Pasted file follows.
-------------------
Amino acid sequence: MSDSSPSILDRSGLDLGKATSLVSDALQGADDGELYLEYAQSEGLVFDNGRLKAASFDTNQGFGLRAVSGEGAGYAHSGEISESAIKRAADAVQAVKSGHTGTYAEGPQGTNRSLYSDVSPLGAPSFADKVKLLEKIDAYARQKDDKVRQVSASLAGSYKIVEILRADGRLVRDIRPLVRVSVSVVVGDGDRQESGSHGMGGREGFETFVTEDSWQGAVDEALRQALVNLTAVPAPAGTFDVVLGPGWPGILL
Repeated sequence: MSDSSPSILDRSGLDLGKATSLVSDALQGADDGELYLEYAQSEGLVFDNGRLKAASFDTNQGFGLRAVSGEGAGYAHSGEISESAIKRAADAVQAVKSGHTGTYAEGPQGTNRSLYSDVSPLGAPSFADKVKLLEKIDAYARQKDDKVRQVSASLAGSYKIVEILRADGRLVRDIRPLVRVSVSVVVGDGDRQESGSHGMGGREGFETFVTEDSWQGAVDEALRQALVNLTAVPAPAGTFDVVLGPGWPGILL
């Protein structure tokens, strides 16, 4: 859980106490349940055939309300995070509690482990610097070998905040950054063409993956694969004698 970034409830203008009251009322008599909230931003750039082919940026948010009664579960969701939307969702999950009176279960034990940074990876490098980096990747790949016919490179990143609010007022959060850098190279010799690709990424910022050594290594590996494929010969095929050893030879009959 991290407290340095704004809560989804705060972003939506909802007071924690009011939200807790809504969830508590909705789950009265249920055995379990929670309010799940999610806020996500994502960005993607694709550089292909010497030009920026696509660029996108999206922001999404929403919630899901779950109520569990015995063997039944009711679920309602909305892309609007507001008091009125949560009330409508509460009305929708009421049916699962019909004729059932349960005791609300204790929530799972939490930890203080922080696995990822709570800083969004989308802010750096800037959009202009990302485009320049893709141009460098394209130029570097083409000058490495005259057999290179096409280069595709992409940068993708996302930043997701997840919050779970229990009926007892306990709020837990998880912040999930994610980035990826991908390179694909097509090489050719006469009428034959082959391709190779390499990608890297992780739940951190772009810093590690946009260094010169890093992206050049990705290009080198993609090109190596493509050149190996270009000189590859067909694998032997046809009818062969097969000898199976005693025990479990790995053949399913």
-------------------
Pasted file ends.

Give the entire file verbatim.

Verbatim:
Amino acid sequence: MSDSSPSILDRSGLDLGKATSLVSDALQGADDGELYLEYAQSEGLVFDNGRLKAASFDTNQGFGLRAVSGEGAGYAHSGEISESAIKRAADAVQAVKSGHTGTYAEGPQGTNRSLYSDVSPLGAPSFADKVKLLEKIDAYARQKDDKVRQVSASLAGSYKIVEILRADGRLVRDIRPLVRVSVSVVVGDGDRQESGSHGMGGREGFETFVTEDSWQGAVDEALRQALVNLTAVPAPAGTFDVVLGPGWPGILL
Repeated sequence: MSDSSPSILDRSGLDLGKATSLVSDALQGADDGELYLEYAQSEGLVFDNGRLKAASFDTNQGFGLRAVSGEGAGYAHSGEISESAIKRAADAVQAVKSGHTGTYAEGPQGTNRSLYSDVSPLGAPSFADKVKLLEKIDAYARQKDDKVRQVSASLAGSYKIVEILRADGRLVRDIRPLVRVSVSVVVGDGDRQESGSHGMGGREGFETFVTEDSWQGAVDEALRQALVNLTAVPAPAGTFDVVLGPGWPGILL
């Protein structure tokens, strides 16, 4: 859980106490349940055939309300995070509690482990610097070998905040950054063409993956694969004698 970034409830203008009251009322008599909230931003750039082919940026948010009664579960969701939307969702999950009176279960034990940074990876490098980096990747790949016919490179990143609010007022959060850098190279010799690709990424910022050594290594590996494929010969095929050893030879009959 991290407290340095704004809560989804705060972003939506909802007071924690009011939200807790809504969830508590909705789950009265249920055995379990929670309010799940999610806020996500994502960005993607694709550089292909010497030009920026696509660029996108999206922001999404929403919630899901779950109520569990015995063997039944009711679920309602909305892309609007507001008091009125949560009330409508509460009305929708009421049916699962019909004729059932349960005791609300204790929530799972939490930890203080922080696995990822709570800083969004989308802010750096800037959009202009990302485009320049893709141009460098394209130029570097083409000058490495005259057999290179096409280069595709992409940068993708996302930043997701997840919050779970229990009926007892306990709020837990998880912040999930994610980035990826991908390179694909097509090489050719006469009428034959082959391709190779390499990608890297992780739940951190772009810093590690946009260094010169890093992206050049990705290009080198993609090109190596493509050149190996270009000189590859067909694998032997046809009818062969097969000898199976005693025990479990790995053949399913």